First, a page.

But what if it's all just a short-term bubble?
In this report, Deborah Rogers from Energy Policy Forum explores the role of Wall Street investment banks in the recent shale gas drilling frenzy and related drop in natural gas prices.
In 2011, shale mergers and acquisitions (M&A) accounted for $46.5B in deals and became one of the largest profit centers for some Wall Street investment banks. This anomaly bears scrutiny since shale wells were considerably underperforming in dollar terms during this time. Analysts and investment bankers, nevertheless, emerged as some of the most vocal proponents of shale exploitation. By ensuring that production continued at a frenzied pace, in spite of poor well performance (in dollar terms), a glut in the market for natural gas resulted and prices were driven to new lows. In 2011, U.S. demand for natural gas was exceeded by supply by a factor of four.
It is highly unlikely that market-savvy bankers did not recognize that by overproducing natural gas a glut would occur with a concomitant severe price decline. This price decline, however, opened the door for significant transactional deals worth billions of dollars and thereby secured further large fees for the investment banks involved. In fact, shales became one of the largest profit centers within these banks in their energy M&A portfolios since 2010. The recent natural gas market glut was largely effected through overproduction of natural gas in order to meet financial analyst’s production targets and to provide cash flow to support operators’ imprudent leverage positions.
Deborah Rogers began her financial career in London working in investment banking. Upon her return to the U.S., she worked as a financial consultant for several major Wall Street firms, including Merrill Lynch and Smith Barney. Ms. Rogers was appointed as a primary member to the U.S. Extractive Industries Transparency Initiative (USEITI), an advisory committee within the Department of Interior, in 2013 for a three year term. She also served on the Advisory Council for the Federal Reserve Bank of Dallas from 2008-2011. She was appointed in 2011 by the Texas Commission on Environmental Quality (TCEQ) to a task force reviewing placement of air monitors in the Barnett Shale region in light of air quality concerns brought about by the natural gas operations in North Texas.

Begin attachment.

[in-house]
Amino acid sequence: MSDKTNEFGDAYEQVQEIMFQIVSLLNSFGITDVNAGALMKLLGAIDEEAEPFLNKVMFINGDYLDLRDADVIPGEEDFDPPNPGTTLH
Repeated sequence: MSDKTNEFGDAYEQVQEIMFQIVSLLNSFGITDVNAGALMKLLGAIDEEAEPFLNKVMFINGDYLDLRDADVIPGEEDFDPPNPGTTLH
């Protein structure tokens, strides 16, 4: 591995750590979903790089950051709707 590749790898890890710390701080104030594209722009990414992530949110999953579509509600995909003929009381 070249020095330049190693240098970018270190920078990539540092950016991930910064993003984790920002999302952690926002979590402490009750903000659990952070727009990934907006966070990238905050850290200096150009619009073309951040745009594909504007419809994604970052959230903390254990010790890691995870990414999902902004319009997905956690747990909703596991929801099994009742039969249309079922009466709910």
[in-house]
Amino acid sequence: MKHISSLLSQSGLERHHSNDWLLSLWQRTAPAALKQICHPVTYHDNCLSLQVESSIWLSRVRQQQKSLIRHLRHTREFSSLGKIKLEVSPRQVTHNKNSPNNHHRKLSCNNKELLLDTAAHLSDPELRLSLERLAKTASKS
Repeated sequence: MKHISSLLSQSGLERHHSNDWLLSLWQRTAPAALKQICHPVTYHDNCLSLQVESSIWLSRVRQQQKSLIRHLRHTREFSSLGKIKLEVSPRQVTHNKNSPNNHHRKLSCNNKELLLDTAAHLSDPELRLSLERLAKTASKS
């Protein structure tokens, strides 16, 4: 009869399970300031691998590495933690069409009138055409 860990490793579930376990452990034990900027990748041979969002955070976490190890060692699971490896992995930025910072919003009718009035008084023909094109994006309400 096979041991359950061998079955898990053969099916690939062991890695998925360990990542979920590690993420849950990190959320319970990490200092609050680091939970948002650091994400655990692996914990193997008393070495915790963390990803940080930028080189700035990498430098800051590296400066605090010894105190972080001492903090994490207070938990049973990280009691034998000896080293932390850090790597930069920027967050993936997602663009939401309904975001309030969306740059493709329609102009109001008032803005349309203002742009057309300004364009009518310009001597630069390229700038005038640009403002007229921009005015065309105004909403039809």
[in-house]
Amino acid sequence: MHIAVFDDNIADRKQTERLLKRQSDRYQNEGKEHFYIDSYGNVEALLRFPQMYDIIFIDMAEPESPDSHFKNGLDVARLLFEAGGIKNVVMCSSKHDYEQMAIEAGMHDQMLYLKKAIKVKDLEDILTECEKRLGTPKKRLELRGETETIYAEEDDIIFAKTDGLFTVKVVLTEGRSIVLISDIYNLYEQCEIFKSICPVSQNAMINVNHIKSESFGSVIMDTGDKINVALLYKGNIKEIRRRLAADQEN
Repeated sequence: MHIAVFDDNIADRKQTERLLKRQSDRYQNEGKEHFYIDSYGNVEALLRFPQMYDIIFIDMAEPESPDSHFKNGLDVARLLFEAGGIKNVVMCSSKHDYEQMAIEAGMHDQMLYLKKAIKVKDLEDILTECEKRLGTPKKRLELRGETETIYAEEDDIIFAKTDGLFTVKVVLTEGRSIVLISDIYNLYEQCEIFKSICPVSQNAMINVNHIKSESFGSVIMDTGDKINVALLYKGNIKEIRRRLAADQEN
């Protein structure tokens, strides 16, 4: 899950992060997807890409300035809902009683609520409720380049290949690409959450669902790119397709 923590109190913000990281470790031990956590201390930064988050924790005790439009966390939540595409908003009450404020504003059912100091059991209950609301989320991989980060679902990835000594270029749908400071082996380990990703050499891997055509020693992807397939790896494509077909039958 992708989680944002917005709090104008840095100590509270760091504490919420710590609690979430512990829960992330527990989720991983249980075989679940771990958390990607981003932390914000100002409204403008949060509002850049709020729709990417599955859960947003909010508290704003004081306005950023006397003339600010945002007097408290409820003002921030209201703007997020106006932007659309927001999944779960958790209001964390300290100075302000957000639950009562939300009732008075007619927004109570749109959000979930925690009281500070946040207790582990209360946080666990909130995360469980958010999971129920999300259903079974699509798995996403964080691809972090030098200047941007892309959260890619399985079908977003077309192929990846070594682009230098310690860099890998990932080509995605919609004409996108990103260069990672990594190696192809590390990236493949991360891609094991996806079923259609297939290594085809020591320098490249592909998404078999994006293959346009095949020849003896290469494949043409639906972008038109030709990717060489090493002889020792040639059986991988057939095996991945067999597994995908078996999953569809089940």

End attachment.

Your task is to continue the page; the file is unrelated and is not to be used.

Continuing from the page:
Ms. Rogers is a Member of the Board of Earthworks/OGAP (Oil and Gas Accountability Project). She is also the founder of Energy Policy Forum, a consultancy and educational forum dedicated to policy and financial issues regarding shale gas and renewable energy. She lectures on shale gas economics throughout the U.S. and abroad and has appeared on MSNBC and NPR. She has also been featured in articles discussing the financial anomalies of shale gas in the New York Times (June 2011), Rolling Stone (March 2012) and the Village Voice (September 2012).